The NSA was under court order to hold on to information that was linked to warrantless wiretapping during the George W Bush administration, while the FBI was told to by the Homeland Security and Governmental Affairs Committee to preserve text messages between two agents who had been accused of anti-Trump bias, The Hill reports. Agencies were expected to preserve the data in long-term storage.
Could it be a coincidence that two of the US' most prominent security agencies somehow both managed to jettison intelligence they were told to keep?
For Bill Binney, a whistleblower and former NSA technical director, that's a hard "no."
Speaking to Sputnik Radio's Loud & Clear, Binney says the fact that both the NSA and the FBI got rid of data they'd been specifically asked to retain shows that the information was "deliberately" deleted since the hardware would also have to be tossed.
"It's only logical to deliberately do it and destroy all the hardware associated with it, too. That's the only way to do it," Binney said. "Any judge that would buy that is just a real sucker. Either they're just outright stupid or they're part of the cover-up."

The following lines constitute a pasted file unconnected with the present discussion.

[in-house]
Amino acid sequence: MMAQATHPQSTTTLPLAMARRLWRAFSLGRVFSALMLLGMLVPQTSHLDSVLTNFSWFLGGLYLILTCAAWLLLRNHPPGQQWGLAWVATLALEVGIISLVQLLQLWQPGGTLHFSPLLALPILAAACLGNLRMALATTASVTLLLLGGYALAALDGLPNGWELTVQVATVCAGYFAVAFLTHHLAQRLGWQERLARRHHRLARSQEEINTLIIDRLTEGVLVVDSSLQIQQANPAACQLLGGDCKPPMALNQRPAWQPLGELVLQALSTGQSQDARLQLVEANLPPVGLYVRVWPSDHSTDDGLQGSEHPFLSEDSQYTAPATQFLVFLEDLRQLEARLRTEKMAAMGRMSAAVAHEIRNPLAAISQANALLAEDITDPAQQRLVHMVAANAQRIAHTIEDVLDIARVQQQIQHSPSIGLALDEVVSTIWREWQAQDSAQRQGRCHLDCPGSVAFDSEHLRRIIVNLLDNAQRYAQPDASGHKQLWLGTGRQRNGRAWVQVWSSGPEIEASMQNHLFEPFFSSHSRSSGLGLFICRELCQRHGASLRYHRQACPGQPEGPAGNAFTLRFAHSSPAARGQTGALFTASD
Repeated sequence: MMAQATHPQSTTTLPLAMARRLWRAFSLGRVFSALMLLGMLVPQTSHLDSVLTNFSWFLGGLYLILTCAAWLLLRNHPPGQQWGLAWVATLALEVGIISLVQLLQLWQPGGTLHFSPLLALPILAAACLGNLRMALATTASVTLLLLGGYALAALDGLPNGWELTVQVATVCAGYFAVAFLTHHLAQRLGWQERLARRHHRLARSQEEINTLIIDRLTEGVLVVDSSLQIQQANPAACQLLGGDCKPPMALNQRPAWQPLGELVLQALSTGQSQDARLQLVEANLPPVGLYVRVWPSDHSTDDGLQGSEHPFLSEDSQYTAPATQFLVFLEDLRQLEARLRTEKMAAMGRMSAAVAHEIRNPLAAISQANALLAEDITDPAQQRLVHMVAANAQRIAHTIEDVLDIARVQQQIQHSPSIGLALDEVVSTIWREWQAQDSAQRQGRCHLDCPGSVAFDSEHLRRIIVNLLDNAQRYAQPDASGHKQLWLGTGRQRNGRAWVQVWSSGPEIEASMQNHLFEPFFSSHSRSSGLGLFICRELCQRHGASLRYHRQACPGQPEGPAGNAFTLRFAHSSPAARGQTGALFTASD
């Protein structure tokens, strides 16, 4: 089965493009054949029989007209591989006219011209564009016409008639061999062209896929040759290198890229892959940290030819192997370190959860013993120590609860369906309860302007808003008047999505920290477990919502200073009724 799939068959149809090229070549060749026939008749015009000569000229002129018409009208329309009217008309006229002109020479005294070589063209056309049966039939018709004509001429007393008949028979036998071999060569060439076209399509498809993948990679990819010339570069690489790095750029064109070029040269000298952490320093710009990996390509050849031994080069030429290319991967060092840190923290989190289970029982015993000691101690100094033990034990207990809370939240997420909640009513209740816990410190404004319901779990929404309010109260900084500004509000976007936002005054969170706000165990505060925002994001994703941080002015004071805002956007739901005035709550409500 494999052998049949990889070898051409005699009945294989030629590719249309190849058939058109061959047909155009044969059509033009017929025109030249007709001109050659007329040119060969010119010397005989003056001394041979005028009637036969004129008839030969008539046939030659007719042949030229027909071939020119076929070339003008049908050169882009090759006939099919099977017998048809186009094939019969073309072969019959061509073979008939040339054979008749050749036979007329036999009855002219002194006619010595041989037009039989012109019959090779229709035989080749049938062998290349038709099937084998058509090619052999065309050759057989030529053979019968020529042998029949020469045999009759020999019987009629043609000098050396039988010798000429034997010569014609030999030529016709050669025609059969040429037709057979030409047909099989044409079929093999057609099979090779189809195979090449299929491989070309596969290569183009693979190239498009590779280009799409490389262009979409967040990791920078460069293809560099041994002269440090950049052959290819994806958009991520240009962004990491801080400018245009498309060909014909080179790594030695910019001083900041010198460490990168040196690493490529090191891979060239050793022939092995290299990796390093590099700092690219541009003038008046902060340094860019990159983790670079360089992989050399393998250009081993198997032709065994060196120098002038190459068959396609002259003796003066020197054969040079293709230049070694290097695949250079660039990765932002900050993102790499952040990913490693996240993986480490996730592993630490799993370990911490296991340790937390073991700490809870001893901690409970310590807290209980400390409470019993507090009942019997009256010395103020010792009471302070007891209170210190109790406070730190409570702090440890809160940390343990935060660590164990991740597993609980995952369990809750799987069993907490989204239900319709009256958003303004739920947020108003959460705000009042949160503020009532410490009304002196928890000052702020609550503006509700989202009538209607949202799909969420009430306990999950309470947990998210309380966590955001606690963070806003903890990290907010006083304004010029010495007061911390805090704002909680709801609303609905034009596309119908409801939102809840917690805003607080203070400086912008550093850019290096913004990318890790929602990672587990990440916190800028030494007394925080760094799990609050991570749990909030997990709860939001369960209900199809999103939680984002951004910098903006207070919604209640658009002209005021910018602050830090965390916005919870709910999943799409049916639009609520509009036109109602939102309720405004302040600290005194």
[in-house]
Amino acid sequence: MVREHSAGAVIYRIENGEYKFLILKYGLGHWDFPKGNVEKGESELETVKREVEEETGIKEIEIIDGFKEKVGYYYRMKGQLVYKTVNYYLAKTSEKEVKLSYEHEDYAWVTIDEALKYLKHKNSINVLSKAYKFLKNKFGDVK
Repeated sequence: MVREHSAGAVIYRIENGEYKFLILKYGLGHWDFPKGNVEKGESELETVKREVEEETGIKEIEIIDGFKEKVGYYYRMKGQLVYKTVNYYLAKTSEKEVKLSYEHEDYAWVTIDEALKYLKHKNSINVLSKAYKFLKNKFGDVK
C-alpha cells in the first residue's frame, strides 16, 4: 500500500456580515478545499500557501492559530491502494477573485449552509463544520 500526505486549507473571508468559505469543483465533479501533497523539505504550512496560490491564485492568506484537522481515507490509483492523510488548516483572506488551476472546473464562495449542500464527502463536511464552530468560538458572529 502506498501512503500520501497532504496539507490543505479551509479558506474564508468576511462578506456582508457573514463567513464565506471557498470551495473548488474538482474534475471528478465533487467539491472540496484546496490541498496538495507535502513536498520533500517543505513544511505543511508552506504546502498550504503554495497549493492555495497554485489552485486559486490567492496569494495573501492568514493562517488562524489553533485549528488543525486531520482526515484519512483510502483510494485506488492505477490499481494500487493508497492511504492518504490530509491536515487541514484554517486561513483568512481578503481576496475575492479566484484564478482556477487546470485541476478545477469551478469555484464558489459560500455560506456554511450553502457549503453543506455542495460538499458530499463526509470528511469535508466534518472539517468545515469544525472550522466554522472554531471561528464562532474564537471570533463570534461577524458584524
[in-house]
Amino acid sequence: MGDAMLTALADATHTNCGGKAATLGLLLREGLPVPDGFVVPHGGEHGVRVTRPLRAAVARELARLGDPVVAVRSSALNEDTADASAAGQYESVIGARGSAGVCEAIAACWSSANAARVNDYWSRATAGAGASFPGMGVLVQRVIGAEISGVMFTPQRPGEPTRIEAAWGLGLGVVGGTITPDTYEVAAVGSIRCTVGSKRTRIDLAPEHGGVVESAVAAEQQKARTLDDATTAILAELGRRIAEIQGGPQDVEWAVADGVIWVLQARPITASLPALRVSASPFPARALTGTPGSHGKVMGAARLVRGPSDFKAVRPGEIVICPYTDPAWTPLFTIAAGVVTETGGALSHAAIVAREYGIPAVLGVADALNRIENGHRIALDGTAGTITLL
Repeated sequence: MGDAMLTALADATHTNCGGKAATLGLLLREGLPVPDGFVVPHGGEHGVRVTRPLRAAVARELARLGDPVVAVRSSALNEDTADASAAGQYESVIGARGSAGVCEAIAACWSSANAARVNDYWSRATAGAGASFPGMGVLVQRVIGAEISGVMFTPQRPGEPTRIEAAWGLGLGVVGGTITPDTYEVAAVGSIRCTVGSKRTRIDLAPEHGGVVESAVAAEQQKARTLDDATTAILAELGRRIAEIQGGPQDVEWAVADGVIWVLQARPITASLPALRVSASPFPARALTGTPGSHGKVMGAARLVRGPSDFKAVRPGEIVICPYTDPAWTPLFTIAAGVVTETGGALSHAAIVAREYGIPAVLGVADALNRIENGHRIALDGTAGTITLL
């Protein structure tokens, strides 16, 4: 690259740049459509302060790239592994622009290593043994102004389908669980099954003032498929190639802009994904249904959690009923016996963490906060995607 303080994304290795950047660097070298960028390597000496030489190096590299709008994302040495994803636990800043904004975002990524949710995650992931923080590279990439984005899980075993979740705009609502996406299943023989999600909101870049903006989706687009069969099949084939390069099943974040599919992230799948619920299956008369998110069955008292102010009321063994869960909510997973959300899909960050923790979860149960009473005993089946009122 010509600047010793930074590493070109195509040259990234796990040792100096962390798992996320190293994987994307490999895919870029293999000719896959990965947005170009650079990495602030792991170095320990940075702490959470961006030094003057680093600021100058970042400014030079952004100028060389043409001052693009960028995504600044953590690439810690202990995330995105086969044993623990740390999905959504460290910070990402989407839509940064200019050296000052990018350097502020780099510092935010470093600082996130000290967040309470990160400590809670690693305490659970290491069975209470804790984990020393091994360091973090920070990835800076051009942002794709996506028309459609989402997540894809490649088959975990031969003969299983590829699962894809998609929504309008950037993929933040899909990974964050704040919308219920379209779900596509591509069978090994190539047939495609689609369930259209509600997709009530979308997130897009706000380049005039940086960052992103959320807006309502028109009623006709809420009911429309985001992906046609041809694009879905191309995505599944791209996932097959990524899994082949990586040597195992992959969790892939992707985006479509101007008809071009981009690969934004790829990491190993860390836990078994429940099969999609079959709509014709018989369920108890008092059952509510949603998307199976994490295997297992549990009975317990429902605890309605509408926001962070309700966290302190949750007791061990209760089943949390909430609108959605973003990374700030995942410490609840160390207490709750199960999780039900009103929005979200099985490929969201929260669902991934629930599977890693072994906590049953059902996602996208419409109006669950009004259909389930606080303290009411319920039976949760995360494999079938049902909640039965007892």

According to Binney, the NSA's claims that it did not specifically target its own information are simply a lie.
"Obviously they did it, because they had rules to go at it and delete it," Binney told radio host John Kiriakou. "That's an outright fabrication on their part."
"These are all lies they're feeding the court, hoping they'll believe them because… judges don't know diddly squat about national security or data storage or any technology. They're usually out there just saying ‘Tell me what to do,'" the whistleblower added.
As for FBI's claim that the text message conversations had accidentally been junked, Binney says the probability of that actually happening is zero.
"The random probability is zero on all of it simply because not only did they delete the evidence in the FBI… they also, since it's text messages going across the net, have to delete it in the NSA," Binney noted. "They have to do both agencies and to do the same kind of similar data, in both cases that is data relevant to an investigation… that kind [of mistake] is virtually impossible [to be a random act]."
In Binney's opinion, the loss of data is just "a conspiracy to cover up the crimes [the NSA and FBI have] been committing."
The views and opinions expressed in the article do not necessarily reflect those of Sputnik.